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I've daemonized a Java program using the Commons Daemon / JSVC library and am able to successfully start/stop one instance of my service. What I really need to do is to be able to launch multiple instances of my service, starting and stopping each with different command arguments.

Probably not relevant to this problem but a little background.. my service incorporates an HTTP listener which is bound to a specific port. Each instance will be initialized to listen to a different port.

My issue is I'm unable to launch more than a single instance of my Java class using the built in functionality Commons Daemon provides. Maybe I'm missing something. I'm a longtime Windows/C# developer but relatively new to Java/Linux/Shell-scripting.

The shell script to launch the JSVC process and start/stop my daemon is below. It's what I found on this site in another post, with a few minor modifications. It passes through some command arguments my daemon requires, and I call this sh script from separate start and stop scripts that specify these parameters.


# Setup variables

    $EXEC -home "$JAVA_HOME" -cp $CLASS_PATH -user $USER -outfile $LOG_OUT -errfile $LOG_ERR -pidfile $PID $1 $CLASS $ARGS

case "$1" in
        do_exec "-stop"
        if [ -f "$PID" ]; then
            do_exec "-stop"
            echo "service not running, will do nothing"
            exit 1
            echo "usage: luckyelephant {start|stop|restart}" >&2
            exit 3

If launching more than one instance of a unique Java class in not possible in JSVC, what is an alternative? I need a safe and stable way to fire up multiple instances of this service (I'll be doing it remotely and programatically using SSH), and each instance needs to shut down gracefully when completed due to being bound to a TCP port.

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3 Answers 3

You can just run your java program with & at the end to have it run in the background.

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Forgive me if I don't already know the obvious. Does the sub-shell launched with the & symbol terminate when the primary shell is exited? Also, how would would one gracefully terminate a background Java process in such a way that the request can be captured in code and some cleanup performed? –  captaintrips Jan 31 '14 at 21:44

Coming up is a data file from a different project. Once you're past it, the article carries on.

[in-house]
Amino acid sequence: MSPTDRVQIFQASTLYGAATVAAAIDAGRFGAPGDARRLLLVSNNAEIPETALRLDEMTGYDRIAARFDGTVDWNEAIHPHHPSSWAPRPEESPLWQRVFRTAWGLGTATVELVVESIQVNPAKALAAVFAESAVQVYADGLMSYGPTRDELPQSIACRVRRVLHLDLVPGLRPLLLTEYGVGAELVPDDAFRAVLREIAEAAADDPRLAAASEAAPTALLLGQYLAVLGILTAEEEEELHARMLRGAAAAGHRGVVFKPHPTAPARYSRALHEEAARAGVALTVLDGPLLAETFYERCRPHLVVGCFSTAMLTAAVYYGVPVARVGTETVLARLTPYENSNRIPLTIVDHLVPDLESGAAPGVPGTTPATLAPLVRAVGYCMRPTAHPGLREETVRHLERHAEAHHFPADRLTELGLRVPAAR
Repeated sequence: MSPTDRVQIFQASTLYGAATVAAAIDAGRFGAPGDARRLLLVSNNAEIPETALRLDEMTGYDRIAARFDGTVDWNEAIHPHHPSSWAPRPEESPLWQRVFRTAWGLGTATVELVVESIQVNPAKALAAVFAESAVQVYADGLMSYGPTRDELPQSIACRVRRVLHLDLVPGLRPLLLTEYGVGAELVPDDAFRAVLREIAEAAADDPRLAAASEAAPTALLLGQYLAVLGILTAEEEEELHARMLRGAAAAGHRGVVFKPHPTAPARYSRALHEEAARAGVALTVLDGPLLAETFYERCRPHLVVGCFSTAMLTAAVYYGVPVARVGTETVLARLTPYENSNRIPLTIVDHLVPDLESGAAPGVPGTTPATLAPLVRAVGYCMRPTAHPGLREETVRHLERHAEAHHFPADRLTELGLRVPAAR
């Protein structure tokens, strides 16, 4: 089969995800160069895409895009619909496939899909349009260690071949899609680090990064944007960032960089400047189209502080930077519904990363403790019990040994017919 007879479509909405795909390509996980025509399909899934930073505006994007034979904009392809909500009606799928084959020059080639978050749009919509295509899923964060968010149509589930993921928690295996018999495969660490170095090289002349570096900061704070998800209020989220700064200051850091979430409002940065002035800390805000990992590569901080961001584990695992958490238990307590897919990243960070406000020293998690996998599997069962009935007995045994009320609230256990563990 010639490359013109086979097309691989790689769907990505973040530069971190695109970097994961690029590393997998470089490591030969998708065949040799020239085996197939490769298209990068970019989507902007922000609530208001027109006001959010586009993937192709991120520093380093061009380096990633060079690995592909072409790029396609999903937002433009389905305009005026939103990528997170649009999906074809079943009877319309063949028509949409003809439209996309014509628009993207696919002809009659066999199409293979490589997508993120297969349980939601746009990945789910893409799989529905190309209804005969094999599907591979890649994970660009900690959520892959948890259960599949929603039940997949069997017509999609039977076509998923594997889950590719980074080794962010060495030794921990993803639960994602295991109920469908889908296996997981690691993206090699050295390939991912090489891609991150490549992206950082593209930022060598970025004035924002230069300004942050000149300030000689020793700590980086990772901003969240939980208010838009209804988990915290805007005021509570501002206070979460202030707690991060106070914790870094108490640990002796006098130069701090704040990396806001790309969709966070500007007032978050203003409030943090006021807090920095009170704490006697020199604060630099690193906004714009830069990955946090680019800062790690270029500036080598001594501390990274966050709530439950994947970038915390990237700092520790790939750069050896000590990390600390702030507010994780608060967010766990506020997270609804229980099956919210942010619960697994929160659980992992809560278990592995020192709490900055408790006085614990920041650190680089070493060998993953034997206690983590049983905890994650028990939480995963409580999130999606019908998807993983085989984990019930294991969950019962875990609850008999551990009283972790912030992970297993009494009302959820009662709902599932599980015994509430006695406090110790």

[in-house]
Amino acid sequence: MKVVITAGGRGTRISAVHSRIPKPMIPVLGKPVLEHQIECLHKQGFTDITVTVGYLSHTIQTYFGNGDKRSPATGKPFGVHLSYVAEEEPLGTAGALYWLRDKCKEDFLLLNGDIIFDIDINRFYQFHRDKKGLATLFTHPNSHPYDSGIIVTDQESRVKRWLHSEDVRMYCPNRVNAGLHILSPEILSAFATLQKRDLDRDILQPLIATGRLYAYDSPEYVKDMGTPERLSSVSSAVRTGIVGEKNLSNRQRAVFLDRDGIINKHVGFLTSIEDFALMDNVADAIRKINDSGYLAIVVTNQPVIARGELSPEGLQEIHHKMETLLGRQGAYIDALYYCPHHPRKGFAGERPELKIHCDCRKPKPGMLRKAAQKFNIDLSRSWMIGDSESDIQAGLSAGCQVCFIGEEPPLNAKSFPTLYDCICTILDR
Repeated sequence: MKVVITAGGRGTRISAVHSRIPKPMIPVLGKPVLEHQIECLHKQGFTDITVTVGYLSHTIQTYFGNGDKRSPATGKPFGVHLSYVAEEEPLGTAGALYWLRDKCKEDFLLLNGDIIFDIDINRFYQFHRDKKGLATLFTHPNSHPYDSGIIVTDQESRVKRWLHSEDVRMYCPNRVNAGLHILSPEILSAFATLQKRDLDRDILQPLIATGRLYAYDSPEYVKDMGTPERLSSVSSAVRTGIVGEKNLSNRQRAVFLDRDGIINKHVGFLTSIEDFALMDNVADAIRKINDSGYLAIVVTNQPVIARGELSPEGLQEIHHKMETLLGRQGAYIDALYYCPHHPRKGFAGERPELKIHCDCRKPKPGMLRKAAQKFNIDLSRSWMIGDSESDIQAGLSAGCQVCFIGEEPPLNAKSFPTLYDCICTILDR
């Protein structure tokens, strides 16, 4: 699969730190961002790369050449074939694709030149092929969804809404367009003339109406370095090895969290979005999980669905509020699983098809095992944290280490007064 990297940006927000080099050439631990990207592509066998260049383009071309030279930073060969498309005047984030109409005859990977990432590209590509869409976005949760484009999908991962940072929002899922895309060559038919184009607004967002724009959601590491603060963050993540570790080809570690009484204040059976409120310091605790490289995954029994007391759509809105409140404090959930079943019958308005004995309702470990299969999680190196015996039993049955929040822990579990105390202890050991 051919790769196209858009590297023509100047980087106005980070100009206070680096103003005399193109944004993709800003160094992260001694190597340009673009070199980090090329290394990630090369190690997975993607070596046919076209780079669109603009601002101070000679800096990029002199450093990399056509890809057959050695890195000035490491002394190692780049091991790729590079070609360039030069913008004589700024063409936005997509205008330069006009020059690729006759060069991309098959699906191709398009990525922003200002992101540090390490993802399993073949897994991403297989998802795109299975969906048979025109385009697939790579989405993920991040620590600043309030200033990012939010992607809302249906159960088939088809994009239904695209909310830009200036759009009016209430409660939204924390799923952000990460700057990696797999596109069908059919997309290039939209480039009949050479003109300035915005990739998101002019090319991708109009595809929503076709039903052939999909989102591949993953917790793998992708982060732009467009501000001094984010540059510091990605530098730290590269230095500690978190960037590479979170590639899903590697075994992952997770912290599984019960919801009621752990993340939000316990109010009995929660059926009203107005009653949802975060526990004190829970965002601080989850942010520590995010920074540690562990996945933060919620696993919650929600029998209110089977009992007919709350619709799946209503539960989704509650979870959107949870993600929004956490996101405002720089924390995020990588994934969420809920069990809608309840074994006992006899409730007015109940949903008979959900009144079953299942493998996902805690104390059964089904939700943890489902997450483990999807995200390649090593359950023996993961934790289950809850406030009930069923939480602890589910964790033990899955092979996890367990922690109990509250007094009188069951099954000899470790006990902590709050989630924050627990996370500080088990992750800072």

1. Yes the process terminates when the JVM exits. 2. Many servers (like tomcat and jetty) listen on a "shutdown" port and wait for a specific data (like the string 'SHUTDOWN') to get sent on that port, then they execute all the clean-up code an quit. –  Ted Bigham Jan 31 '14 at 22:03

Assuming n instances of this daemon need to be deployed, let's say 3 (jDaemon_A, jDaemon_B & jDaemon_C). I would approach the problem using one of the following 3 options:

Option A: Have the service deployed 3 times each using a separate data directory. And use a naming convention to differentiate between each e.g.

jDaemon_A using directory /root/jdA;
jDaemon_B using directory /root/jdB;
jDaemon_C using directory /root/jdC;

such that you can start each individual one

service jDaemon_A start

Option B: Implement the above, plus another Java class which will manage as many instances as you like on top of the above such that you can have arguments passed:

service jDaemon_Manager start all
service jDaemon_Manager start B

Providing the ability to start all or just 1 particular instance only.

Option C: Multi-threading. Have you considered having the current daemon running just 1 instance with in multithreaded-mode such that the same logic is run simultaneously on separate threads? This way you would only have one daemon running.

This could be a viable solution since threads may work relatively independently.

Of course this might not be applicable in your case but thought it’s a route worth considering.

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I have been able to run multiple instance of a daemon by using a different pidfile for each instance. And also different log_out and log_err files for easier tracking.

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